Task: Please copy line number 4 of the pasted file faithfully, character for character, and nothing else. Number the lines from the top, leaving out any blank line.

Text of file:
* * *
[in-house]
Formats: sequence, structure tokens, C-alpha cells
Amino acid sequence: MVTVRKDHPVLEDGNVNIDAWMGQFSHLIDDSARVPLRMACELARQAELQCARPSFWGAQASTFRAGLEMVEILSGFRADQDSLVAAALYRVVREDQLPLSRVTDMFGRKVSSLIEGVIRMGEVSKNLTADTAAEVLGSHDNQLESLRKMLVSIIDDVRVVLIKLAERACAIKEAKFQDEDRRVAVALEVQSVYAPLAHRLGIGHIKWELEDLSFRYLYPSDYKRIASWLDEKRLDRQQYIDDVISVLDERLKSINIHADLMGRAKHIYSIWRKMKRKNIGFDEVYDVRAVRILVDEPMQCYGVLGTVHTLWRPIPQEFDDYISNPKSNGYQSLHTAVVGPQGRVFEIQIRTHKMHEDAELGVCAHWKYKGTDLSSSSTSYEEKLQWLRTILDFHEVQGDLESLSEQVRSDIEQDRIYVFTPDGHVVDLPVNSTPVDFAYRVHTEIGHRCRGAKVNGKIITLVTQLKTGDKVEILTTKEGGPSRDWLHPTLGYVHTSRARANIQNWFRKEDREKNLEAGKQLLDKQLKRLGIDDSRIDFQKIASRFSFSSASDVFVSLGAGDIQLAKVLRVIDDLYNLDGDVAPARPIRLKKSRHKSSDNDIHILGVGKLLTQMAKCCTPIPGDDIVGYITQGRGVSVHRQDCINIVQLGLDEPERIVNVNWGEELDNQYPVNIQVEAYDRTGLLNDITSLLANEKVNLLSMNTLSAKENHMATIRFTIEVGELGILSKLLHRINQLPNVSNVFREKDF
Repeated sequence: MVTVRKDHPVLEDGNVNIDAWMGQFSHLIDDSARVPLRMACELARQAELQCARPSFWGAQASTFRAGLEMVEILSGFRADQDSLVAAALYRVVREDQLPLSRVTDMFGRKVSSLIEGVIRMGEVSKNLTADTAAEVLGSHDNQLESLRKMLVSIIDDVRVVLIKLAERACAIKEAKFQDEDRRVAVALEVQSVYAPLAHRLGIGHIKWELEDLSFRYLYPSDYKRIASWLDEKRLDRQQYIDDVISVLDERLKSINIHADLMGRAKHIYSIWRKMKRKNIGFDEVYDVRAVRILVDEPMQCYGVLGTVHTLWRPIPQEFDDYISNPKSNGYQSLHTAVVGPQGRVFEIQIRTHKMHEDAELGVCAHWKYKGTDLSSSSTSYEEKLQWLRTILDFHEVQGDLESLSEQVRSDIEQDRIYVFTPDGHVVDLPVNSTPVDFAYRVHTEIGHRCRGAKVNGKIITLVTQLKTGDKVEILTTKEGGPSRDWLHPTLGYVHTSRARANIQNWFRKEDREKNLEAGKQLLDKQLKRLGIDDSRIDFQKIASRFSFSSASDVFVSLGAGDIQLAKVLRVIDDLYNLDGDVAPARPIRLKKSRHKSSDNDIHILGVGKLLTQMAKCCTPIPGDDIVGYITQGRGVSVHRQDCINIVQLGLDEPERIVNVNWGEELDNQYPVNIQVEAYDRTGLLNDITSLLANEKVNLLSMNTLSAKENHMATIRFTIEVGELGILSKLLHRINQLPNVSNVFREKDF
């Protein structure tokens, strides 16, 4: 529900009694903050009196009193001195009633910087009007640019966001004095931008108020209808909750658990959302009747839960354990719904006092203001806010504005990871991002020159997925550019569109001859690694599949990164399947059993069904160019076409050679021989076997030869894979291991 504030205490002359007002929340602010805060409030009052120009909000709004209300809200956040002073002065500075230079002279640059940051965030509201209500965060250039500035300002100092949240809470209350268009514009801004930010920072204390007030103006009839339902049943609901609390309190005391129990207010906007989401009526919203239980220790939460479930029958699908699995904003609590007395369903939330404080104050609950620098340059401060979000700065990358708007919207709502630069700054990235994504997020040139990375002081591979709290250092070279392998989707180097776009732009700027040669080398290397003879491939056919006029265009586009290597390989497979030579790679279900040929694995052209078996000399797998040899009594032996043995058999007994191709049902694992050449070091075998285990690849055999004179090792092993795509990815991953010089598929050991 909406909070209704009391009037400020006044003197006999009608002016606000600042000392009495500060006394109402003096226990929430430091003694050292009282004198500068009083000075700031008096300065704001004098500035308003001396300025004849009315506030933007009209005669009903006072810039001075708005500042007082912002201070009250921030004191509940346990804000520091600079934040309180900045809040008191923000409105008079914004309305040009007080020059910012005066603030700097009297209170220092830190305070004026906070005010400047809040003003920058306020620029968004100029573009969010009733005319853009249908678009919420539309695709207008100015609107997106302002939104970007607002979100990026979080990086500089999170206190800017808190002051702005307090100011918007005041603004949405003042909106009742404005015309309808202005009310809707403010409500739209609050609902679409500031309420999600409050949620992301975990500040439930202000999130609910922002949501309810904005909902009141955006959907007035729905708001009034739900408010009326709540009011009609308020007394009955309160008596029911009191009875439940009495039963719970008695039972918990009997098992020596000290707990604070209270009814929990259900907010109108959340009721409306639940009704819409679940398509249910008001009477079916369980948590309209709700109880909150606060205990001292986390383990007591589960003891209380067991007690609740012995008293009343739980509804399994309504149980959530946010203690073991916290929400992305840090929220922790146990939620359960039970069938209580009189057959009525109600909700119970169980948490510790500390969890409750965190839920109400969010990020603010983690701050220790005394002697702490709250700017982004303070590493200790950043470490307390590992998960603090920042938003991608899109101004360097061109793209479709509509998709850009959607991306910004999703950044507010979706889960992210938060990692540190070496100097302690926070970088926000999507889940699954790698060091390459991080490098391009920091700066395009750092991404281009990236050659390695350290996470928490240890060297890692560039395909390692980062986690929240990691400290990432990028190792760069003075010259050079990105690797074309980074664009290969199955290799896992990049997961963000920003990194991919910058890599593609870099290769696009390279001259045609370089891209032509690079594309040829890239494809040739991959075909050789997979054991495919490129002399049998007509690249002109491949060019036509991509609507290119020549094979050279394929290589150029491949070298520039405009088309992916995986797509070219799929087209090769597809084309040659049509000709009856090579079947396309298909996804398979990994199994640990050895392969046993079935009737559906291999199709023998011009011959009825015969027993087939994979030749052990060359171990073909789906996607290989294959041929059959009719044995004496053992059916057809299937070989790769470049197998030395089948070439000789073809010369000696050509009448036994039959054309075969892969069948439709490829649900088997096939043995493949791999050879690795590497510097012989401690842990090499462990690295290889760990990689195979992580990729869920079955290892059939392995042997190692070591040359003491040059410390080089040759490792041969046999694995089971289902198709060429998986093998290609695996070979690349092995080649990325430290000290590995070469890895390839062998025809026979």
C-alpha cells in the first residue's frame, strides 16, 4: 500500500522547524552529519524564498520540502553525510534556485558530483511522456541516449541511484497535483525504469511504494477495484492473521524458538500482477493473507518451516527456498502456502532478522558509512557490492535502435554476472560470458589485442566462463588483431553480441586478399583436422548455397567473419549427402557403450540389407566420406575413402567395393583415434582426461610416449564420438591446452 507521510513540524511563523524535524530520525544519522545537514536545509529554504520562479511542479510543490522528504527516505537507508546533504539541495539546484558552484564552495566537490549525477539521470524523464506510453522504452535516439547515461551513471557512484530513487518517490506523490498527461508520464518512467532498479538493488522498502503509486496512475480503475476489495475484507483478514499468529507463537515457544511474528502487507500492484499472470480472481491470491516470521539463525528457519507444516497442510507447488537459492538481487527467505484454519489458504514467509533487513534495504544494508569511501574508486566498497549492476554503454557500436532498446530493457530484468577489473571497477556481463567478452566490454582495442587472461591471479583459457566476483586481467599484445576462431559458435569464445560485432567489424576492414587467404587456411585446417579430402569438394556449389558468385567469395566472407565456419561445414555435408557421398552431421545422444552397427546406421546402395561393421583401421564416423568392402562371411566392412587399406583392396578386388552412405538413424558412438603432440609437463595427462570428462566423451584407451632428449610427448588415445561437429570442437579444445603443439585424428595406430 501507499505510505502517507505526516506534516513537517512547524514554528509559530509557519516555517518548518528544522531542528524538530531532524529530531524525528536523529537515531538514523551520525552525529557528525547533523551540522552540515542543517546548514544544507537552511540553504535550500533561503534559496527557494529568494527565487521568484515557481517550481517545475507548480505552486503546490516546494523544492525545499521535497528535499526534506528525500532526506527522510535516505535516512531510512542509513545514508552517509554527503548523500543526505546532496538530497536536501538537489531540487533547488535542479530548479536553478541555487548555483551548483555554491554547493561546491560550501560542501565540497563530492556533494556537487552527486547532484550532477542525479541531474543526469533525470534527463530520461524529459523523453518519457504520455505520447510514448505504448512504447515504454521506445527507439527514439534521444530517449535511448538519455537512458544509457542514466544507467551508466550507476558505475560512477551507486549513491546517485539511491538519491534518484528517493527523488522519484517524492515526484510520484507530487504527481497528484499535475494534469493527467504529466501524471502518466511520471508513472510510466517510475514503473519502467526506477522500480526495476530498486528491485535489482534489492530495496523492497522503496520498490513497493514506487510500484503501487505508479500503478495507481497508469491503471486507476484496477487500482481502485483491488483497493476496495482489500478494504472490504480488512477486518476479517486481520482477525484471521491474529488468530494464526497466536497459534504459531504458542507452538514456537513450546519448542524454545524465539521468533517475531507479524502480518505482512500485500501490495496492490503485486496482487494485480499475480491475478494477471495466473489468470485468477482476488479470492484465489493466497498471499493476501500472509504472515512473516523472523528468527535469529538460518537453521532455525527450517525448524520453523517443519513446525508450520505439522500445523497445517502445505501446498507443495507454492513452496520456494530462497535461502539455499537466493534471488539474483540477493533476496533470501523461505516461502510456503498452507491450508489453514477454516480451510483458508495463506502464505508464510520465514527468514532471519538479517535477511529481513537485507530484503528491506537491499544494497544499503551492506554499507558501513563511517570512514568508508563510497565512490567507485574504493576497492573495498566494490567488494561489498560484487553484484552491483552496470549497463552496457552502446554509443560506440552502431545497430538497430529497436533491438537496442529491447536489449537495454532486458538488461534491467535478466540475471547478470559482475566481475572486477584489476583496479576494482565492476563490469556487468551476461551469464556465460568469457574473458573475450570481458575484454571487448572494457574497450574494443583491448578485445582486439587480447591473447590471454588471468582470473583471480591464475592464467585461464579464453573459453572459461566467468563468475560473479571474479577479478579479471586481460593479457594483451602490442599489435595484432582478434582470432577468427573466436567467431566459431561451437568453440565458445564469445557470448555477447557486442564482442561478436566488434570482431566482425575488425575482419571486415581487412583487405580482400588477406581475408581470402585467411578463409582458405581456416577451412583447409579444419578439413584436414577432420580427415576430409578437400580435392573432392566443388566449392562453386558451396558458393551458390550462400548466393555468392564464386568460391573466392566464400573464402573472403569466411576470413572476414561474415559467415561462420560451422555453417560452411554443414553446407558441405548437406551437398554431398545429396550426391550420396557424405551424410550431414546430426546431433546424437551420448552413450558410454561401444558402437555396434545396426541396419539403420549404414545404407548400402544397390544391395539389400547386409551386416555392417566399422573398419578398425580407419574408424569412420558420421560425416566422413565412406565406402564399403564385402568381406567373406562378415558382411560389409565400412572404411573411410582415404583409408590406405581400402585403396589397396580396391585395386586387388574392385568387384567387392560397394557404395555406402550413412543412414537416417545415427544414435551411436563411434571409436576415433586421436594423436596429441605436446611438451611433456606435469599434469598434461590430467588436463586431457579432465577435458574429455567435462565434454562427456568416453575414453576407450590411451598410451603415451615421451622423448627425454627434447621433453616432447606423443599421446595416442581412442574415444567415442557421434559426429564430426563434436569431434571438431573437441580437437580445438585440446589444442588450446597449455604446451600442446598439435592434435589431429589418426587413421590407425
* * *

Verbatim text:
Repeated sequence: MVTVRKDHPVLEDGNVNIDAWMGQFSHLIDDSARVPLRMACELARQAELQCARPSFWGAQASTFRAGLEMVEILSGFRADQDSLVAAALYRVVREDQLPLSRVTDMFGRKVSSLIEGVIRMGEVSKNLTADTAAEVLGSHDNQLESLRKMLVSIIDDVRVVLIKLAERACAIKEAKFQDEDRRVAVALEVQSVYAPLAHRLGIGHIKWELEDLSFRYLYPSDYKRIASWLDEKRLDRQQYIDDVISVLDERLKSINIHADLMGRAKHIYSIWRKMKRKNIGFDEVYDVRAVRILVDEPMQCYGVLGTVHTLWRPIPQEFDDYISNPKSNGYQSLHTAVVGPQGRVFEIQIRTHKMHEDAELGVCAHWKYKGTDLSSSSTSYEEKLQWLRTILDFHEVQGDLESLSEQVRSDIEQDRIYVFTPDGHVVDLPVNSTPVDFAYRVHTEIGHRCRGAKVNGKIITLVTQLKTGDKVEILTTKEGGPSRDWLHPTLGYVHTSRARANIQNWFRKEDREKNLEAGKQLLDKQLKRLGIDDSRIDFQKIASRFSFSSASDVFVSLGAGDIQLAKVLRVIDDLYNLDGDVAPARPIRLKKSRHKSSDNDIHILGVGKLLTQMAKCCTPIPGDDIVGYITQGRGVSVHRQDCINIVQLGLDEPERIVNVNWGEELDNQYPVNIQVEAYDRTGLLNDITSLLANEKVNLLSMNTLSAKENHMATIRFTIEVGELGILSKLLHRINQLPNVSNVFREKDF